- Bruxism (tooth grinding)
- Tooth decay
- Dental trauma
- Gum disease
2. OTC tooth whitening treatments are not customized
OTC dental trays are one size fits all. If the tray is not custom fitted to your teeth, the peroxide gel might leak onto the soft tissues of the mouth where it can burn.
In the office, your dentist will custom-fit the tray to the exact size and shape of your teeth using a mold, and customize the strength of the bleach as well. Dentists can check for sensitivity and will only give you as much of the gel as you need so you don’t overuse the product.
3. OTC Treatments can be mishandled or misused.
When people treat themselves, they may not follow instructions. They may not test the product on a small patch of skin before using it. A person may have unknown allergies to peroxide. Dental professionals are careful to test for them.
4. OTC whitening treatments don’t give great advice
How often do you read the fine print? Your dentist will make a point of telling you that right after you bleach your teeth, your teeth are very vulnerable to staining because the protective layer, the pellicle, has been removed. You must avoid tobacco or darkly pigmented foods and drinks for at least one entire day after treatment.
5. OTC treatments can be overused
Some people want extremely fast results so they overuse over-the-counter products. Usually whitestrips will say that they should be used twice a day for 30 minutes at time for 2 weeks, but in an effort to get quicker results, some people use the strips in excess to the point where dentists report seeing patients with blue-tinged or almost translucent teeth where the enamel has been almost completely eroded.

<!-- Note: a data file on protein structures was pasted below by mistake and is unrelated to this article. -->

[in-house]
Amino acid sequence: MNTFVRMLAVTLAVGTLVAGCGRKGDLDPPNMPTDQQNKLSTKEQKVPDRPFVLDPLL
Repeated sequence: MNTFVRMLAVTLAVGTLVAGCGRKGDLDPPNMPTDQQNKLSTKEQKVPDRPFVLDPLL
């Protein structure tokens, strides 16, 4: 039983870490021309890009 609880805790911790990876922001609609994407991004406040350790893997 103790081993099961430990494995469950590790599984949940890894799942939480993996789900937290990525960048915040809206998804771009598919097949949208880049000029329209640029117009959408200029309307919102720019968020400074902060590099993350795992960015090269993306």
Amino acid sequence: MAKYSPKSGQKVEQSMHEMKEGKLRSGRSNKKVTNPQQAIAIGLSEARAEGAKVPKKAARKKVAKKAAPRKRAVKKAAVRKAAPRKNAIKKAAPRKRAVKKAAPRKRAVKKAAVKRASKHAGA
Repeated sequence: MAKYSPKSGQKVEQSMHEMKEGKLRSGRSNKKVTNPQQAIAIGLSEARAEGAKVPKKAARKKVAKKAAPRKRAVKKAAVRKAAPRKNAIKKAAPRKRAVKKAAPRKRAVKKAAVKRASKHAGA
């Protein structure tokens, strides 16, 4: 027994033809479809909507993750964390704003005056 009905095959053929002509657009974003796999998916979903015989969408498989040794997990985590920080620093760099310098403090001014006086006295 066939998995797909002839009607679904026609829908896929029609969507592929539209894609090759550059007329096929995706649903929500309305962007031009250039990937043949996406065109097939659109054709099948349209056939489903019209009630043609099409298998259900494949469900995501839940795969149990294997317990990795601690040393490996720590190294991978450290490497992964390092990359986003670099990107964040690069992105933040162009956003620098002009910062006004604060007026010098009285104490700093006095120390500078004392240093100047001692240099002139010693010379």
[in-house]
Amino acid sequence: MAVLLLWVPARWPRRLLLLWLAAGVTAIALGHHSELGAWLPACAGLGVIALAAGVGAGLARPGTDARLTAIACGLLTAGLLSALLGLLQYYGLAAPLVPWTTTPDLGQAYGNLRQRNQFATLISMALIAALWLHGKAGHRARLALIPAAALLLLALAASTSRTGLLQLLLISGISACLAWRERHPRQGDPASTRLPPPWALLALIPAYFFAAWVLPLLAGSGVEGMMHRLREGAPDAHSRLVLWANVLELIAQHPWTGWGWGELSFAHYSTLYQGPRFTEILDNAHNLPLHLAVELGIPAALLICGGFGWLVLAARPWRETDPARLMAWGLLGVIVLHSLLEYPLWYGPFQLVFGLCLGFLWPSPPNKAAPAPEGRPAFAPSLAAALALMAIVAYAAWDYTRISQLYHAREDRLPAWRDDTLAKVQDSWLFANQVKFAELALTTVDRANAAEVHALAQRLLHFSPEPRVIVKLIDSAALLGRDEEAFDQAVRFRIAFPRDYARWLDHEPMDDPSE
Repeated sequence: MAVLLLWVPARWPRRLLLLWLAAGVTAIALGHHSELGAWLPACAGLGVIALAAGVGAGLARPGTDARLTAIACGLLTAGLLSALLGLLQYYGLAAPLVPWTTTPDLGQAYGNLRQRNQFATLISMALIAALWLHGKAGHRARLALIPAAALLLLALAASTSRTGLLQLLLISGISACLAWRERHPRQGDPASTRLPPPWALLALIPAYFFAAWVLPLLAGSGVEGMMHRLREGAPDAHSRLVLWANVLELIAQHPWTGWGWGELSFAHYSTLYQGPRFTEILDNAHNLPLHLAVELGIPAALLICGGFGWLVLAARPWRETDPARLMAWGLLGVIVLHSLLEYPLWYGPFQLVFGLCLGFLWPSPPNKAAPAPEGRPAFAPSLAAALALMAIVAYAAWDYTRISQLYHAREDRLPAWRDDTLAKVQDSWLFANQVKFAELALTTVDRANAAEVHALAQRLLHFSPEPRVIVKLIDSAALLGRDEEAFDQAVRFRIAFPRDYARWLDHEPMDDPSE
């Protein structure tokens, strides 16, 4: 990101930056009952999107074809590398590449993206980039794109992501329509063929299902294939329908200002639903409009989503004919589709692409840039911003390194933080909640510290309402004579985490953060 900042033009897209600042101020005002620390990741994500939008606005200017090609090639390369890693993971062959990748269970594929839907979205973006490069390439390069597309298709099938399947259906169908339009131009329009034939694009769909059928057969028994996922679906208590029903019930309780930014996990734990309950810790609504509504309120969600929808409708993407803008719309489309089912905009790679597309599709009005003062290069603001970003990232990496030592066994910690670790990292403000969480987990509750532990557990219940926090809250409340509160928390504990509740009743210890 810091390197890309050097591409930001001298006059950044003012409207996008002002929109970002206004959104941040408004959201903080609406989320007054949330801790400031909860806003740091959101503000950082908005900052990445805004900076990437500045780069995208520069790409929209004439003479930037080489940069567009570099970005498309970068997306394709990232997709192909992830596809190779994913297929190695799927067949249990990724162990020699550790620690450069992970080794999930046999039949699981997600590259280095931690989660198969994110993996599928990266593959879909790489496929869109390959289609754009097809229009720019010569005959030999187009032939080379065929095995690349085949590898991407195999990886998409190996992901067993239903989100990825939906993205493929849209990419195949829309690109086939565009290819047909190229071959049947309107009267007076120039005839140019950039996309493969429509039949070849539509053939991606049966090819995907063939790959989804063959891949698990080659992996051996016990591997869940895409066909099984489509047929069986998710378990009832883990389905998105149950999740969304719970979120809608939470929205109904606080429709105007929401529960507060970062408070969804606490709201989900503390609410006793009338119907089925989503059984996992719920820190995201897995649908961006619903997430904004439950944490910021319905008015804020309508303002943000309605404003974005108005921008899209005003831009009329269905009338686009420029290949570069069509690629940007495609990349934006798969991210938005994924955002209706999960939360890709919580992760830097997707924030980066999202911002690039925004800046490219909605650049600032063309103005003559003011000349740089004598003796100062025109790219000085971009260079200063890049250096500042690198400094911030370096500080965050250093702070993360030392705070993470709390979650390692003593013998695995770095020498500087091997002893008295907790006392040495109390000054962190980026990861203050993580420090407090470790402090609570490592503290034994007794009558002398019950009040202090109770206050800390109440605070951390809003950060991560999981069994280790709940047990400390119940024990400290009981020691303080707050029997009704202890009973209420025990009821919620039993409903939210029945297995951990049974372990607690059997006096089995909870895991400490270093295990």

6. They can be ineffective against some stains
Not all stains are alike. Surface stains caused by natural pigments, tannins and acids can be treated. This includes stains caused by the overconsumption of:
- Tea, coffee, wine and dark colas
- Darkly colored food such as berries
But sometimes, it’s the inner structure of the tooth that is stained. A dentist will examine your teeth and take x-rays in order to find the cause and offer alternatives such as veneers or crowns.
7. OTC products are not regulated
The government does not regulate OTC tooth whitening products. Many products are ineffective, especially in the case of mouthwashes and toothpastes. OTC and dentist-dispensed whitening treatments that bear the ADA Seal of Acceptance contain 10 percent carbamide peroxide.